An Ashland police sergeant was recently indicted in Middlesex Superior Court after he allegedly destroyed drugs in an open 2011 case, and then allegedly tried to intimidate a fellow officer who reported it. The sergeant was specifically charged with two counts of obstruction of justice and one count of wanton destruction of evidence.
According to an article in the MetroWest Daily News, a woman charged with an OUI in 2012 is now seeking the sergeant’s personnel file as part of her defense. The woman crashed her car in Ashland in 2012 and was reportedly under the influence of alcohol at the time of the collision. The sergeant investigated the case. The woman filed a motion seeking the sergeant’s internal affairs reports, arguing that the records are relevant to his reputation for truth and veracity. The town of Ashland, however, has objected to the request, arguing that public records laws protect against disclosure of the information, and claiming that the records have nothing to do with the woman’s case and do not contain exculpatory information.
Under Rule 17 of the Massachusetts Rules of Criminal Procedure, a party may file a motion seeking third party records (i.e., records that are not in the custody of either the Commonwealth or the defendant). The standard for obtaining such records, however, is not whether they definitively contain exculpatory information. Rather, under the rule, the moving party must show that: (1) the records are relevant (i.e., tending to make a fact in the case more or less likely to be true); (2) the records are not otherwise procurable in advance of trial; (3) the party cannot properly prepare for trial without the records; and (4) the request for the records is made in good faith and is not intended as a general fishing expedition.
Despite the town’s arguments, case law states that a witness’ credibility and reputation for veracity are always relevant. Given the criminal allegations against the sergeant, there is substantial grounds to suggest he was more than willing to not only violate his responsibilities as a police officer, but also to violate the law in order to get an outcome that he desired. His alleged conduct in relation to the 2011 case calls into question his conduct and investigation in other cases. Further, the woman’s request appears to meet the other requirements under the rule – the town is refusing to hand the records over, making it impossible for her to obtain them before trial, and the records bear directly on the credibility of the sergeant and the way in which he handles evidence. Lastly, the request appears to made in good faith – this is not a situation where an officer has had an exemplary record and defendant is trying to dig up some dirt without any real reason to believe it actually exists. To the contrary, the sergeant has already been indicted on these charges, and therefore, the woman appears to have a good faith basis to seek any and all documentation of this behavior, as well as any other conduct indicating that the sergeant is willing to lie.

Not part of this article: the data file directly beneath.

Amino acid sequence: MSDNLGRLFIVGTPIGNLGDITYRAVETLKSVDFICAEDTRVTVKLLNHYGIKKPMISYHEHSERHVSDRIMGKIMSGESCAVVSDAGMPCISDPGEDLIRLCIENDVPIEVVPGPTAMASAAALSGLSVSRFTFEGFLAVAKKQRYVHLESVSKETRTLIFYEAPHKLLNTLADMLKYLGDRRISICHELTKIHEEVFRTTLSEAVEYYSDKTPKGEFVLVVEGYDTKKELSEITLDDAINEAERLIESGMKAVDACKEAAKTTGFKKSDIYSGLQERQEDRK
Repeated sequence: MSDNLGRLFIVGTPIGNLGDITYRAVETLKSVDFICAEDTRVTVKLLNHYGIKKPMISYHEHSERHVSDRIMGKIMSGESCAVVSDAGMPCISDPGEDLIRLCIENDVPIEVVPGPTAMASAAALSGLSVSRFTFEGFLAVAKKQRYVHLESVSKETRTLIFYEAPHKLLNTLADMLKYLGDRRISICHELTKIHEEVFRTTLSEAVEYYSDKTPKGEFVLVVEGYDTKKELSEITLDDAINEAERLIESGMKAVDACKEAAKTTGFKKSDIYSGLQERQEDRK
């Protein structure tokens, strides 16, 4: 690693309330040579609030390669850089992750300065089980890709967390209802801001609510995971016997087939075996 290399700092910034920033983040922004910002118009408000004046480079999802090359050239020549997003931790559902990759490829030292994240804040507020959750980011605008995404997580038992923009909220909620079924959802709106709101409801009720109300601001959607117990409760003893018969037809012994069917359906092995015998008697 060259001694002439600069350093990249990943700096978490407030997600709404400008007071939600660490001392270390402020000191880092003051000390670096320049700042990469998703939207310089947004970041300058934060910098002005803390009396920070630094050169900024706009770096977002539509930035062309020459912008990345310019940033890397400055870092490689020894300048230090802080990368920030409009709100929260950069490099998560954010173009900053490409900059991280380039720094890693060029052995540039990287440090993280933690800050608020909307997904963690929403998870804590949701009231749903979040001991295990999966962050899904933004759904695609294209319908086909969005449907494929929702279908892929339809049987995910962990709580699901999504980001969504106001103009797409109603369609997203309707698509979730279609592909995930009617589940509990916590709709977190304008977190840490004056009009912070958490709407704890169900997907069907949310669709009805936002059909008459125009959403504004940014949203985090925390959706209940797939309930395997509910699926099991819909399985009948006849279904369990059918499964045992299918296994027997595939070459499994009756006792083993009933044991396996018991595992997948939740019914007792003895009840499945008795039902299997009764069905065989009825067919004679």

A hearing on the woman’s motion is scheduled for January.
If you or a loved one is facing charges filed by an officer of questionable credibility, you will need a defense attorney who is ready, willing, and able to challenge the officer and make sure that any and all biases or misconduct are exposed. Attorney Daniel Cappetta fights hard for all of his clients and is not afraid to stand up to the police. Call him today to find out more about how he can help you.